3. We are of opinion that the partition by the decree of 1920 was bona fide in the sense that the intention was to really divide the status of the parties; it is probably also bona fide though the matter has not been fully gone into, in the sense that there has been no unequal allotment of properties if we regard all the debts as debts of 1st defendants only i. e., that his share, minus all the debts would have been much less than what he actually got viz., an annuity of Rs. 360 and we come to this conclusion in spite of the fact that there has been no division by metes and bounds and the decision in Appa v. Ranga ILR (1882) Mad 71 is doubtful, if it meant to decide that the family continues joint in cases where there is a relinquishment by the father subject to a maintenance. It is not bona fide only in the sense, that provision was not made for all the debts of 1st defendant not illegal and immoral (Ghose's Hindu Law Vol. 1 page 438) out of the whole joint family properties from which they would have been recoverable if there had been no partition and debts like the plaintiffs will be defeated if it is held that the defendants 2 to 5 are not liable. As it is doubtful whether the exception mentioned in the cases uses the expression ' bona fide ' in this sense, we had to consider the question of the correctness of the decisions relied on.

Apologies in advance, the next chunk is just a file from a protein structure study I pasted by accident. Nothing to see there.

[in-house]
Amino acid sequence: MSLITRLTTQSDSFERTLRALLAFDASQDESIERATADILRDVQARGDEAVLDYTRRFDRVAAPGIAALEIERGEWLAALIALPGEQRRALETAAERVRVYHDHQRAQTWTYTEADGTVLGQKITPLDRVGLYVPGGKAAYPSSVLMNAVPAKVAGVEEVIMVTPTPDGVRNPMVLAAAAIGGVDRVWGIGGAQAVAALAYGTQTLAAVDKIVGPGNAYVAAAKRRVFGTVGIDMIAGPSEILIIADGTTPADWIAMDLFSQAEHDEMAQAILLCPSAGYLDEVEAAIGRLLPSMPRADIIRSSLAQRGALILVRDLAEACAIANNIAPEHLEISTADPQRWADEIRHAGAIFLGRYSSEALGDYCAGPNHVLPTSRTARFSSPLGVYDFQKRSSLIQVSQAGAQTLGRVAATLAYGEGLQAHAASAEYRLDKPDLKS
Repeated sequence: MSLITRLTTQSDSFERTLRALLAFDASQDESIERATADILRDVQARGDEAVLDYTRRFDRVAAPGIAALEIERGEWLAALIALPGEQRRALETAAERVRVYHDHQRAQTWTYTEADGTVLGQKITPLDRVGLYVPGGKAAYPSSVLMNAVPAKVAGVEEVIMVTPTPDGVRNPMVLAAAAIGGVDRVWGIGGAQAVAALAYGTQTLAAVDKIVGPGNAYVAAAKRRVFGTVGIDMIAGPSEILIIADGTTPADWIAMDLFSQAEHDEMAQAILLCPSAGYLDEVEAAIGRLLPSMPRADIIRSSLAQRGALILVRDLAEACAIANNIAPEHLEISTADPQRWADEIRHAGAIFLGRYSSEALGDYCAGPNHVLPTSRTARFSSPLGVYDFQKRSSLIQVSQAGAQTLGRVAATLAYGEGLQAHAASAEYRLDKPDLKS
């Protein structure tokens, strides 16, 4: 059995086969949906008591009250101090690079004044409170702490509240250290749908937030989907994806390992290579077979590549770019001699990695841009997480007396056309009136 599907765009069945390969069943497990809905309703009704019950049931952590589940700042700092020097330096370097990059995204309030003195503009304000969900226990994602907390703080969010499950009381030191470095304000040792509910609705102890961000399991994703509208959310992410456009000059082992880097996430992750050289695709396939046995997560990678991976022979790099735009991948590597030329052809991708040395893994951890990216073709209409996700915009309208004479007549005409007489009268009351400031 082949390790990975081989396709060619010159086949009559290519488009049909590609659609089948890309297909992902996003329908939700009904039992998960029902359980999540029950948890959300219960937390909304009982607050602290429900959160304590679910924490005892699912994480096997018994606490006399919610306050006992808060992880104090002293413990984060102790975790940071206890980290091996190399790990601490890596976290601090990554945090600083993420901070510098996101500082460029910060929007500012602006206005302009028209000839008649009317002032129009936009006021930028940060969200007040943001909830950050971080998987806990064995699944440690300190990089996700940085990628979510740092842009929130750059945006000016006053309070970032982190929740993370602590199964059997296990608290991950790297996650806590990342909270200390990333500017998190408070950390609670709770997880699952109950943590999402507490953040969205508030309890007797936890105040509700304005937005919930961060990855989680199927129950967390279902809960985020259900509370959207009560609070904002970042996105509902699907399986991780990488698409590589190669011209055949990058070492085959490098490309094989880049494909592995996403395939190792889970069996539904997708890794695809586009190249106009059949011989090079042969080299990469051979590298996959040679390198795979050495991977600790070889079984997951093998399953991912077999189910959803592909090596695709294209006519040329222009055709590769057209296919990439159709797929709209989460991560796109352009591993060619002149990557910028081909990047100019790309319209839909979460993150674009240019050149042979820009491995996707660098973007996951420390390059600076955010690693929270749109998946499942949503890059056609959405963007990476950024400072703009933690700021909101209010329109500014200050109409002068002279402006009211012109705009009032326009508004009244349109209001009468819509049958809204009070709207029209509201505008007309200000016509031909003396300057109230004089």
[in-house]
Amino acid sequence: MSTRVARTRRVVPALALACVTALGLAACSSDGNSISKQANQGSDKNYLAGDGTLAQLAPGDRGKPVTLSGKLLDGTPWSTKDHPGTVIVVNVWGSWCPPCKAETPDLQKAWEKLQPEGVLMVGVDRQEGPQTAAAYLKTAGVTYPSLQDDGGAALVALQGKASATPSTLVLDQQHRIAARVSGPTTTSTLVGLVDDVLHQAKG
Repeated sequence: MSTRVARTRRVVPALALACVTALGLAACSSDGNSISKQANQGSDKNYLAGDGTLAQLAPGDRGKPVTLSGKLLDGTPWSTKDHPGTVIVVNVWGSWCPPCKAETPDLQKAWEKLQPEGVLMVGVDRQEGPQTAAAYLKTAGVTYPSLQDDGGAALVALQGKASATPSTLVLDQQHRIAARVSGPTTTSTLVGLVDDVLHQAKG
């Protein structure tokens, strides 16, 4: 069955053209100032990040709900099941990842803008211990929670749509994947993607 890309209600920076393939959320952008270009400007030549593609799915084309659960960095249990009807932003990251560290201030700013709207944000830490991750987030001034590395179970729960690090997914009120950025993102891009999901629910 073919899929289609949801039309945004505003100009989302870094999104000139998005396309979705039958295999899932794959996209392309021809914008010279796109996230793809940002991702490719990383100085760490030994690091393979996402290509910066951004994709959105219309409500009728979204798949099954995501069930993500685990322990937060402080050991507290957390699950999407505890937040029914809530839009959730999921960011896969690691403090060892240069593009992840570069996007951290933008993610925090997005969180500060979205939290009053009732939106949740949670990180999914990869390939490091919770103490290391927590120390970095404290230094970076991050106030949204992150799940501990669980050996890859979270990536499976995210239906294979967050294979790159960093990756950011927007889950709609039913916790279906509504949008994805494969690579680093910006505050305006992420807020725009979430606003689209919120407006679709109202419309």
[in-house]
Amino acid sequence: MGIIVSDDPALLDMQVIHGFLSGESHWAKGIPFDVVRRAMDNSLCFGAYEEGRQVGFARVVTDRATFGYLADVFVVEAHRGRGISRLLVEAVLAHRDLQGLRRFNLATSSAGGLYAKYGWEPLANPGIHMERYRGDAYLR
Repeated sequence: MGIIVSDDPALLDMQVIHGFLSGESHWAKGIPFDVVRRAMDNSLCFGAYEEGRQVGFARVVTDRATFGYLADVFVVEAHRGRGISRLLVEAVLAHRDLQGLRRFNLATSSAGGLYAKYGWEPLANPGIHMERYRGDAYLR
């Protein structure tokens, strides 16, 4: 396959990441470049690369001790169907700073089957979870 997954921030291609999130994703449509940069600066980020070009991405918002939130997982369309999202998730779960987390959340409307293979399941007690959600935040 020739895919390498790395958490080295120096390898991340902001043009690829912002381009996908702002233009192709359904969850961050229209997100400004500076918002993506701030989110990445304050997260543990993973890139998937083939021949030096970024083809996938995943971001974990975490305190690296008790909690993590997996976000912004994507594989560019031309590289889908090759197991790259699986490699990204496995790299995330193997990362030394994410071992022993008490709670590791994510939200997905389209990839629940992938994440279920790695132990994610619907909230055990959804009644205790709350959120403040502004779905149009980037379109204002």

4. It may be that, under the primitive Hindu Law, a son is under a pious duty to discharge his father's debts irrespective of the devolution, on him, of any kind of property. But the decisions have established the principle that a son is not liable unless the self-acquired property of the father or property which had been joint between them has devolved upon the son. For the purposes of this case, it is not necessary to go further behind the case of Girdharee Lal v. Kantoo Lal (1874) 1 IA 321, their Lordships quote from Knight Bruce L. J. in Hanuman Prasad Panday v. Mussumat Baboee (1856) 6 MIA 201 'Unless the debt was of such a nature that it was not the duty of the son to pay it, the discharge of it even though it affected ancestral estate, would still be an act of pious duty in the son. By the Hindu Law the freedom of the son from the obligation to 'discharge the father's debt has respect to the nature of the debt and not to the nature of the estate, whether ancestral or acquired by the creator of the debt ' and say ' That is an authority to show that ancestral property which descends to a father under the Mitakshara law is not exempted from liability to pay his debts because a son is born to him. It would be a pious duty on the part of the son to pay his father's debts, and it being the pious duty of the son to pay his father's debts the ancestral property, in which the son as the son of his father acquired an interest by birth, is liable to the father's debts.' At page 334, effect was given to these observations, in Muddun Thakur's case in favour of a creditor in execution. While the Calcutta High Court gave full effect in a case from Bengal in Suraj Bunsi Koer v. Sheo Persad Singh ILR (1879) C 148 the Madras High Court at first did not, on the ground that the decision in 1 I. A. 321 cannot apply to Madras where a member of a joint family has a right to alienate his share (unlike Bengal) and there is no need for the equitable right, recognised in favour of the executing creditor in 1 I. A. 321. The creditor carried the case to the Privy Council (Muttayan v. Zamindar of Sivagiri ILR (1882) M 1. Meanwhile a Full Bench of the Madras High Court in Ponnappa Pillai v. Pappu Iyengar ILR (1881) M 1 (Muthuswami Iyer, J. who decided the earlier case and Innes J. dissenting) held that the decision in 1 I.A. 321 applied to Madras equally. The Privy Council in Muttayan v. Zamindar of Sivagiri ILR (1882) M 1 while deciding the case on another point, pointed out that there was no ground for not applying the decision in 1 I. A. 321 to Madras. In Ramaswami Nadan v. Ulaganatha Goundan ILR (1898) M 49 : 8 MLJ 312 a Full Bench held that the liability of the father and son was co-extensive and the cause of action against the son arose simultaneously with that against the father though it must be added that the son cannot be sued alone during the father's life. Periaswami Mudaliar v. Seetharama Chettiar ILR (1903) M 243 : 14 MLJ 84. In Krishnaswami Konan v. Ramaswami Iyer ILR (1899) M 519 : 9 MLJ 127 the question arose whether in Execution of a decree obtained against the father alone, the share of the son in the joint family property allotted to him in a partition can be seized in execution. The District Judge (afterwards Miller, J.) held ' when the separation is before the suit as in this case, I think the creditor is bound to make parties all those whose interests he wishes to bind by his decree. The property is, from the date of separation, the son's property, in which the father has no interest, and though the son may be liable to pay the debt, his liability must be enforced in a suit against himself.' Incidentally it may be observed that the son's share, even after partition may and is spoken of in this and other cases as ancestral property and even joint property (in the sense that it represents what had been joint property). It is indeed ancestral property in the hands of the son as against his own sons. The High Court said ' The principle upon which the son cannot object to ancestral property being seized in execution for an unsecured personal debt of the father is that the father, under the Hindu Law is entitled to sell on account of such debt the whole of the ancestral estate. This necessarily implies that at the time the property is seized, it remains the undivided estate of the father and son . . . Ergo, property taken by the son in partition cannot be seized on Account of such unsecured personal debt of the father, even though the debt had been incurred before the partition. Of course if the partition had been made with a view to defraud or delay creditors it would be otherwise, but no such case is made out here '. This is the first case which considered the effect of a partition.